Rahsaan’s Long Ride
Words: Brad Roe | Images: Brian Hodes & Annemarie Hennes
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This story originally appeared in the September 2021 issue of Peloton, number 105. Since then, a documentary following Rahsaan Bahati and his team’s Race Across America journey has premiered on Outside TV. You can watch it below.
Rahsaan Bahati and three teammates—James Cowan, Alex Isaly and Rudy Napolitano—rode their custom Giant Trinity bikes across the country in June. The decades-old Race Across America or RAAM is sort of a gritty outlier event that tends to get lost in the normal news flow of classics, grand tours and a burgeoning gravel event calendar. RAAM is a crazy concept. Teams and solo riders navigate roads from Oceanside, California, to Annapolis, Maryland, in an attempt to either just finish or take the victory. It features some 60,000 feet of climbing in the 3,000 miles route.
This year was different. Rahsaan and team and crew were riding to raise $50,000 to help Los Angeles families recover from tragic events and to teach the kids left behind about financial literacy and transform their tragedy into a lifelong source of income and learning. The team partnered with the Los Angeles Police Department’s South Bureau Homicide Division to identify families in need. The Bahati Foundation has worked with 20,000 students in 30 schools in and around Los Angeles and helped more than 5,000 young cyclists through their programs. This RAAM adventure was their latest to utilize cycling to facilitate change.
First, they created their four-man team, Thin Energy, and set out from Oceanside with a mission: to get to Annapolis safely and raise money along the way. Here’s how American cycling legend Bahati described what happened—starting on June 14, 2021.
THE HISTORY… “RAAM knocked on my door in 2017 through Alex Isaly. I’ve known Alex for 13 years and hadn’t seen him in a long time; he needed a rider for his team. He asked me if I was interested and I said sure. I didn’t really know what RAAM was. I think for that first year  it was about getting across the country safely. It wasn’t about winning or being in the top three or any of that. Great staff; great group of guys; and we did it. It sucked, it was fun. It hurt. It was a roller coaster. Alex hit me up the following year and asked me to join him on a two-man team. I hung up the phone. This time I didn’t pick up the phone again. He ended up doing it and they had a really tough time that year.”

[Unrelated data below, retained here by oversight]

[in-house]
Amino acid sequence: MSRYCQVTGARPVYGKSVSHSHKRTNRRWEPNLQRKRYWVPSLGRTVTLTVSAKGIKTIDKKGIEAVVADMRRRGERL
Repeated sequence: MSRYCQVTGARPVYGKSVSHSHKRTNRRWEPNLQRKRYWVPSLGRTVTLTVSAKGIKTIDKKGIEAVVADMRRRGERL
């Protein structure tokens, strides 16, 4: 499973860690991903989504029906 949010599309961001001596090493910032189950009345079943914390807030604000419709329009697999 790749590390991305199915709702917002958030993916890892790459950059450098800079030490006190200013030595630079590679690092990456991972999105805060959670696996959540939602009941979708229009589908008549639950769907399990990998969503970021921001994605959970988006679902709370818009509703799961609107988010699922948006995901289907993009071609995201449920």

THE HOOK… “He approached me again for this year and I avoided him again. After a few phone calls we finally connected and instead of ignoring him I asked him what are we doing this for? He said I think we can do it for a great cause. I told him I’d be interested if we did if for my foundation. If we came up with a plan to raise some real money for my foundation to create our biggest fundraiser ever. That was the hook for me. As we got into that period of fundraising and planning we talked about what the money would do or be put towards. I reached out to detective Cedric Washington in L.A. He works homicide and he sees some of the things we never see; we ride bikes oftentimes and he tells me stories like about a father of four was gunned down in a park. It wasn’t gang-affiliated, he was just out there with his family. He tells me these stories because he feels so bad for the kids that are left behind. He’s always doing things to get these kids out to the velodrome and takes them through the youth program. He always has a direct connection to kids that could use some help. That’s where it all started.”